Building on environmental justice (EJ) conflicts identified by the EJAtlas ( we examined differences in social indicators, based on the national census data for 2010, for regions in Ecuador with extractive industries linked to oil, mining, and timber, and those without. We also assessed the feasibility of monitoring progress towards the SDGs using existing data from Ecuador - and whether indicators can detect local level EJ conflicts and their impacts. With the  EJAtlas team we undertook a review of EJ and the SDGs (Menton et al in review) and Dr Menton contributed to a study of the factors influencing murders rates of environmental defenders globally, comparing Global Witness’ database of murders to other global datasets (e.g. Rule of Law Index, area under agricultural production, area under mining concessions, number of hydroelectric dams) (Butt et al 2019).


Urban areas of oil extraction zones in the Ecuadorian Amazon had lower social indicators than those outside extraction zones (e.g. access to water, 76% vs 37%; households in poverty, 19% vs 27%; doctors per thousand populations, 77% vs 39%). Our review of SDG indicators linking global commodities and EJ conflicts found data lacking for many indicators at national and particularly local level. Importantly, even with adequate data, existing indicators were unlikely to capture local level impacts of EJ conflicts. Our review of SDGs in light of EJ conflicts and EJ frameworks identified a predominant focus on legal justice and rule-of-law that lacked attention to key dimensions of EJ (distribution, procedure and recognition). We found that cases with potential synergies between SDGs, wind farms for example appear to bring benefits for energy (SDG7) and climate action (SDG13), can still have negative impacts on local communities in terms of EJ (e.g. displacement from lands, conflicts with companies, lack of free prior informed consent) which are inadequately addressed within the SDG framework.  The global level meta-analysis found murders of environmental defenders were more frequent in countries with high levels of corruption and weak rule of law and countries with more mining and hydro-dams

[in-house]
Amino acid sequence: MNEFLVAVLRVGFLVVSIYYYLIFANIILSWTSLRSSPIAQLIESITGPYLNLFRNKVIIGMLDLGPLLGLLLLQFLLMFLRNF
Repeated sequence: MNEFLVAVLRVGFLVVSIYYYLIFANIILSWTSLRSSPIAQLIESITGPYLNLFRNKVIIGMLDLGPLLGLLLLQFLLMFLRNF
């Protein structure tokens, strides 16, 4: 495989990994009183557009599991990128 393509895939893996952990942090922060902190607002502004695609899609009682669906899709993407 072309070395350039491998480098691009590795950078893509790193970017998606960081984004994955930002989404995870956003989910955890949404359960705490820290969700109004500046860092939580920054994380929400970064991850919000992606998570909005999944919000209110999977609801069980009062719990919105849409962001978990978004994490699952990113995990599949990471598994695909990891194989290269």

SDGs need to do more to account for EJ implications of projects supporting subsets of SDGs, as negative consequences to local communities are not captured by SDG indicators. Future work focuses on working with local communities suffering EJ conflicts to co-produce locally relevant indicators of the SDGs and minimise extensive monitoring burdens.

Related work

This project was expanded through a 27-month project funded by the British Academy Sustainable Development Programme to work in 6 countries (Bangladesh, Brazil, Cambodia, DRC, Ecuador & Guinea-Bissau) to investigate how environmental defenders experience atmospheres of violence from development projects (mis)labelled as sustainable. Funding by the IDCF (University of Sussex) allowed mapping of indigenous rights violations in Brazil and we co-hosted an exhibit at ONCA in Brighton in November 2019 sharing artwork reflecting on experiences of violence by indigenous people and environmental defenders from Brazil, Bangladesh and Cambodia supported by the ESRC Festival of Social Science.

Read the related Policy Brief 'Europe imports Amazonian commodities linked to violence' in English [PDF 614KB] or Brazilian Portuguese [PDF 634KB].

The team

Where we worked